- Less relatable sales staff. We’ll get to bad service in a moment (because almost every woman has their own shitty ski shop experience), but even really knowledgeable men who treat women with fairness and respect still can’t provide the same level of service. A few years ago when I was shopping for a 100-something freeride ski, I stopped by Evo and had a good conversation with a guy in the ski department about his experience on the Nordica Enforcer, Salomon QST 106, and Black Crows Atris, but his advice doesn’t necessarily carry over to the Santa Ana, Stella 106, or Atris Birdie. The Stella is the same ski as the 106 with an alternate topsheet. The Atris Birdie uses a slightly softer flex. The Santa Ana clocks a similar weight but uses a different type of wood core. When I got home, I sent an email asking if their team could share a time that a woman would be on the shop floor, and was told no, but that they had a female buyer and passed along her email. While that’s incredibly considerate, this solution isn’t sustainable for all women customers to get relatable information, it’s well outside the scope of her job, and it made me extremely skeptical whether there were women on the sales staff that year at all. My local neighborhood shop had a women’s night every Wednesday where their women’s staff had overlapping shifts and I thought that was a genius way to drive traffic on some of their slower days and provide a better experience for customers through more personalized service.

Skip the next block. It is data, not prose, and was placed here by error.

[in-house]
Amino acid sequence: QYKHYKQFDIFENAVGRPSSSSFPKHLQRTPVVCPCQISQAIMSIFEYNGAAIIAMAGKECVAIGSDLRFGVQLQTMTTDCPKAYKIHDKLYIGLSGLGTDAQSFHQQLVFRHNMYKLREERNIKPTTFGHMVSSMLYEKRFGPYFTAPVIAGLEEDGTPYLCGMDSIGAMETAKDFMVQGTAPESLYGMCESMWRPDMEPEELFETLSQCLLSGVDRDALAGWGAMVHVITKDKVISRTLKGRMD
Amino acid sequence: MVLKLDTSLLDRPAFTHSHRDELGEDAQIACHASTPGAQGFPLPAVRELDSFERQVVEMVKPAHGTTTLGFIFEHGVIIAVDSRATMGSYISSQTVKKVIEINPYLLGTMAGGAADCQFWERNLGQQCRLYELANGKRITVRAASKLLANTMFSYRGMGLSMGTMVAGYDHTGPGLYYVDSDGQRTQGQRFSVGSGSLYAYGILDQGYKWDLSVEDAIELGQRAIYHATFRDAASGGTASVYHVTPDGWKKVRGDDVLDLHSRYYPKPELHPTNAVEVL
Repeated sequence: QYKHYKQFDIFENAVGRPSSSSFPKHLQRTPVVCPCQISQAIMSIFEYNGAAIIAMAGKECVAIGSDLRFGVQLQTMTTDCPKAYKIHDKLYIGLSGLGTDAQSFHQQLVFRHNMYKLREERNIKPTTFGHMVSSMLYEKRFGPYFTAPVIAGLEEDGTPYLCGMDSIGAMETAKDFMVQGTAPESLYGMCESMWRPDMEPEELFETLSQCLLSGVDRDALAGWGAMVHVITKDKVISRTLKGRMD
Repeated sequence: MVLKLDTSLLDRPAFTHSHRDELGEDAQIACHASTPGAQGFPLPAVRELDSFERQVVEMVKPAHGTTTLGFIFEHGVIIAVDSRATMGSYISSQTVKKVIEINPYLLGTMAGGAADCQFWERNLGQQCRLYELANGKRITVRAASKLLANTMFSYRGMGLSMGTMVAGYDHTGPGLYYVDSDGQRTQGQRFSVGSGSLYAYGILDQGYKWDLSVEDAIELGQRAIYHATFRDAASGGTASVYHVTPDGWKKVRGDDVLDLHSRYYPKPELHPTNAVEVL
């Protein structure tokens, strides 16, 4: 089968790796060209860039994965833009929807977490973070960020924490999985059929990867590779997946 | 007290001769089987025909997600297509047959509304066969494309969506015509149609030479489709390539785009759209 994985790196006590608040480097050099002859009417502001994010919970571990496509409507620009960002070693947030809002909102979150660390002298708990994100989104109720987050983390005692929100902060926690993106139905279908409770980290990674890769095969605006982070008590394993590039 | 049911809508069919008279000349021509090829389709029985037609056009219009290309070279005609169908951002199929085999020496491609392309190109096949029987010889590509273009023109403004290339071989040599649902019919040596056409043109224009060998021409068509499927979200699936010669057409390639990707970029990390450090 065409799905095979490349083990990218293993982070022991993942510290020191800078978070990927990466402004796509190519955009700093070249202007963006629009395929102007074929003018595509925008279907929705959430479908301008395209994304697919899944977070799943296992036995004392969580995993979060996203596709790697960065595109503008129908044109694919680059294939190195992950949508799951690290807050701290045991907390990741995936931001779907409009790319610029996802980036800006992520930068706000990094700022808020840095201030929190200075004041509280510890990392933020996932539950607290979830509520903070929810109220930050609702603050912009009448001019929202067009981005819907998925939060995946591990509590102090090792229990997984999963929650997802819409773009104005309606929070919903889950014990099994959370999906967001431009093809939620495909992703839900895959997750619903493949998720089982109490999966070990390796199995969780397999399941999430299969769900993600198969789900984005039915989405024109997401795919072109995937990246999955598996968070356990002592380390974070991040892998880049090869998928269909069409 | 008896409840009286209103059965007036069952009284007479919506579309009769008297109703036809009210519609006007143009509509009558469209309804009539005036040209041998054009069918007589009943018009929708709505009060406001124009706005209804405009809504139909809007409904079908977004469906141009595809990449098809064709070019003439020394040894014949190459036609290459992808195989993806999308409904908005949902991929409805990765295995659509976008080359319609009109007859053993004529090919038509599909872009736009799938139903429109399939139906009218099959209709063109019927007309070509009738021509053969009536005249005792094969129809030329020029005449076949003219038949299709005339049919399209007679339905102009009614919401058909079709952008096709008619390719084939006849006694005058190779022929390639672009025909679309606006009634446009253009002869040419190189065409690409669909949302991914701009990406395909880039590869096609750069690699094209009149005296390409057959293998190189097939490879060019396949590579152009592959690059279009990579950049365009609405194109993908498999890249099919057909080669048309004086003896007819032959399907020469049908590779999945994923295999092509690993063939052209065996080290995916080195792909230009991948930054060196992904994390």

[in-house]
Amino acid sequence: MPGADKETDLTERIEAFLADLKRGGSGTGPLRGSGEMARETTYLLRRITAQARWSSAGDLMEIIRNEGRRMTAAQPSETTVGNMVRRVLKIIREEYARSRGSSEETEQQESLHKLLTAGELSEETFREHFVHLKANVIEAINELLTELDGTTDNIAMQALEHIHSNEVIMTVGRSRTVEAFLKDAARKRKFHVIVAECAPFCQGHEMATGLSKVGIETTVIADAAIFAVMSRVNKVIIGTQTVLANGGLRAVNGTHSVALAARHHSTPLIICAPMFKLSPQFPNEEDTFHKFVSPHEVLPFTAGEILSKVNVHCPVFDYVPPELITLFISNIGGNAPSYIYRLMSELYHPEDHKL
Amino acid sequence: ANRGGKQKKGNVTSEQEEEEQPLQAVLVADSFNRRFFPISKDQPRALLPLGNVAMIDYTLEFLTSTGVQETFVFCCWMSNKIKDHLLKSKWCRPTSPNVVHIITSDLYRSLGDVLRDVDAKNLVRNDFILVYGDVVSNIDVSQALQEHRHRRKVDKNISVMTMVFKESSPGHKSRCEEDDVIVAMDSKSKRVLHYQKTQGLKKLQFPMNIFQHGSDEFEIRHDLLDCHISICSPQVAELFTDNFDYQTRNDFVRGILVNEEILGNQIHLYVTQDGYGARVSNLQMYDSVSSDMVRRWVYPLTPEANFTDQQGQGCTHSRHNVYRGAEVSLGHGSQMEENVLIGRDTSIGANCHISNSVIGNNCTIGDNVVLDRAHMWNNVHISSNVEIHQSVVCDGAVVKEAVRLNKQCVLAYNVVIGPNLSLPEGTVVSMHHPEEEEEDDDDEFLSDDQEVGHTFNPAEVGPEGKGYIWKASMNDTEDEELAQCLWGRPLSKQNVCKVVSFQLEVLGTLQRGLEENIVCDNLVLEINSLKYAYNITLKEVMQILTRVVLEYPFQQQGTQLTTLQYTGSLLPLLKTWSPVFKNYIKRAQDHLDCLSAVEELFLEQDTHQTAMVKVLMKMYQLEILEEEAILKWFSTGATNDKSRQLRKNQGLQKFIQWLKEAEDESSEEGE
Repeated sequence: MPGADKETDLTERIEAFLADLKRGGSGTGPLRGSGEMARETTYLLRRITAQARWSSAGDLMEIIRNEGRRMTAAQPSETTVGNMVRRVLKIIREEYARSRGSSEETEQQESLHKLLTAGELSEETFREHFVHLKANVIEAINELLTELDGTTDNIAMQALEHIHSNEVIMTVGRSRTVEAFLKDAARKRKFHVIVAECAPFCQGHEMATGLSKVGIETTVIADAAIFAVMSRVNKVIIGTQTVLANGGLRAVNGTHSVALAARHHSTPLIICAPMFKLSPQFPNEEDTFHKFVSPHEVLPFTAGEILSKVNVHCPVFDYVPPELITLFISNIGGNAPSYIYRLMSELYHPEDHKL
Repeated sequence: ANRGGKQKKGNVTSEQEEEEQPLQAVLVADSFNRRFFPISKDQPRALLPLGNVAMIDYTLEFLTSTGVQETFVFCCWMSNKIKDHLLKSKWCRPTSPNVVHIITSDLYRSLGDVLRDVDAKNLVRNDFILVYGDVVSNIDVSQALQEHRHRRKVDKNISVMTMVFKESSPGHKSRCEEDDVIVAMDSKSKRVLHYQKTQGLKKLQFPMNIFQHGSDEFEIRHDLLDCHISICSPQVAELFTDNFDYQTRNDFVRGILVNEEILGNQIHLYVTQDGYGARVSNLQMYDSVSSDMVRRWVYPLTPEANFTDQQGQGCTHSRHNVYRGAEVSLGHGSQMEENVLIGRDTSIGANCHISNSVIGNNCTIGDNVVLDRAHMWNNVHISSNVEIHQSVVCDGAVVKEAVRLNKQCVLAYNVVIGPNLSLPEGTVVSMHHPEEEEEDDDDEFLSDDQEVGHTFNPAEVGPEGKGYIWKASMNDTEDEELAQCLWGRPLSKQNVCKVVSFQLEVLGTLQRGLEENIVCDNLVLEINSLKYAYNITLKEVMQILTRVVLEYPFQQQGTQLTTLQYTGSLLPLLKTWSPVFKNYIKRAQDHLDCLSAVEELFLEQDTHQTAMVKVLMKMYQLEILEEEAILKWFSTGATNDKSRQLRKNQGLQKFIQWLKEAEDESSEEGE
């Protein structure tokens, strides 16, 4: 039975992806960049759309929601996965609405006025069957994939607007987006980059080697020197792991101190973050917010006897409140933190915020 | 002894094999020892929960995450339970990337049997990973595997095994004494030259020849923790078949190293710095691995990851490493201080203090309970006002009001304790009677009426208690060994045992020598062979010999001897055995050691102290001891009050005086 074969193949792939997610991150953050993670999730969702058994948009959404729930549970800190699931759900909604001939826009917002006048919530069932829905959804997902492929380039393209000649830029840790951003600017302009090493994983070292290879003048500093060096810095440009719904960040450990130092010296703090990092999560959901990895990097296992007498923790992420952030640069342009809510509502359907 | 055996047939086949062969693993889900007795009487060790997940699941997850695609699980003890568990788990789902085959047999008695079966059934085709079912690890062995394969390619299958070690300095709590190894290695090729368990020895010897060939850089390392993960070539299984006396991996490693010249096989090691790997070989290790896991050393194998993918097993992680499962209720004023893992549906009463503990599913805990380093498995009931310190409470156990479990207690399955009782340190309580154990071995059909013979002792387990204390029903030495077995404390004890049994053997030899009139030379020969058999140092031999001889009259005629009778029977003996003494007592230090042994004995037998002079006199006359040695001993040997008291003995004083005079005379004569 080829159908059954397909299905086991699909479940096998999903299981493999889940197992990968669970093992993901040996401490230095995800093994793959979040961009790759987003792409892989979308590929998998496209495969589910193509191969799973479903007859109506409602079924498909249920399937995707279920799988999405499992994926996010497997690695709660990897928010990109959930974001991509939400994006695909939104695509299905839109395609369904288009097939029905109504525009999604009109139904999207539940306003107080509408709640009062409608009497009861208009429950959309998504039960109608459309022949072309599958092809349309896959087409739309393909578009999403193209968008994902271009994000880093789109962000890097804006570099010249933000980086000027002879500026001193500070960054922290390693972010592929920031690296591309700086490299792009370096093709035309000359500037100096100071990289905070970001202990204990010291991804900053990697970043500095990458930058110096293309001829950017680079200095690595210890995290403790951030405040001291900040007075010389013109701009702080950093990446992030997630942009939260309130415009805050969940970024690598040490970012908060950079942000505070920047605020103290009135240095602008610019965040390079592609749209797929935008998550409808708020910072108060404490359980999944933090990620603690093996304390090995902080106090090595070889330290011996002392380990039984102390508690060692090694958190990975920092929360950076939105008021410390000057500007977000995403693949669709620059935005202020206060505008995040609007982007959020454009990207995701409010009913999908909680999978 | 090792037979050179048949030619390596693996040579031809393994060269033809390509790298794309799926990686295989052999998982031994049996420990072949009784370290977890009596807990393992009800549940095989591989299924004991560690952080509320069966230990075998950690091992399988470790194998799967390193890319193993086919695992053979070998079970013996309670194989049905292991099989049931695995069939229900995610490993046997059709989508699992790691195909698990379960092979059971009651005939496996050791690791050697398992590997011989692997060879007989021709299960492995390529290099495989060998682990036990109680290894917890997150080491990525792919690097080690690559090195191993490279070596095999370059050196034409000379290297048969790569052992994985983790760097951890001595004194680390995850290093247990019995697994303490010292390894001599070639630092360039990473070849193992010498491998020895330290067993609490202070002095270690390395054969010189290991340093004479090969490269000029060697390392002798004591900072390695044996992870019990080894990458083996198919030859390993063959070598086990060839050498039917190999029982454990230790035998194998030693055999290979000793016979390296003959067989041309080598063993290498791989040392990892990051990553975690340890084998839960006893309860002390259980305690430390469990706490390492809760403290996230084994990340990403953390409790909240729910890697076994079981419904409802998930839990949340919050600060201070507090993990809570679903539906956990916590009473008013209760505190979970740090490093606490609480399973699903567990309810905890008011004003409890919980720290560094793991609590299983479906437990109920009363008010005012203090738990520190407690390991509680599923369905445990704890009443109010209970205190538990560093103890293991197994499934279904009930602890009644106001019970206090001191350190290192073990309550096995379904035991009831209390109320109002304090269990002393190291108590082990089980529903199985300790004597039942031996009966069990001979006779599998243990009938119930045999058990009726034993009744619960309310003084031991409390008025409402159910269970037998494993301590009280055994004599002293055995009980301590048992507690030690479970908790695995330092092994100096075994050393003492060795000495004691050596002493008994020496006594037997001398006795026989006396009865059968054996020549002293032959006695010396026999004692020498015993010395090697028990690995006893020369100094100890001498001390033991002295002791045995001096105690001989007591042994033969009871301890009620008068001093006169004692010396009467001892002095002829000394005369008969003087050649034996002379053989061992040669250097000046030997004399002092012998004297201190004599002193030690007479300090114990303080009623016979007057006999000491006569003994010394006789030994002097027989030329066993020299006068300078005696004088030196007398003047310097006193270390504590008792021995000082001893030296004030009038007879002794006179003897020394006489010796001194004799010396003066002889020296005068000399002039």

- Sexist service. The evil stepbrother of bad service is when it’s more clearly rooted in sexism. I asked a very scientific poll to my Instagram followers and over 90% of women report having a really bad experience at a ski shop (and it doesn’t get better as skills and experience grow – even pro skiers admit to dreading the ski shop). It includes advice like “women usually don’t like anything over about 98mm in width. Their thighs just can’t handle it,” or “that’s an awful stiff boot for you, little lady.” So many women I know put on their “ski shop game face” and slightly exaggerate their skills and the other gear that they’re using in hopes that their requests are taken a little more seriously.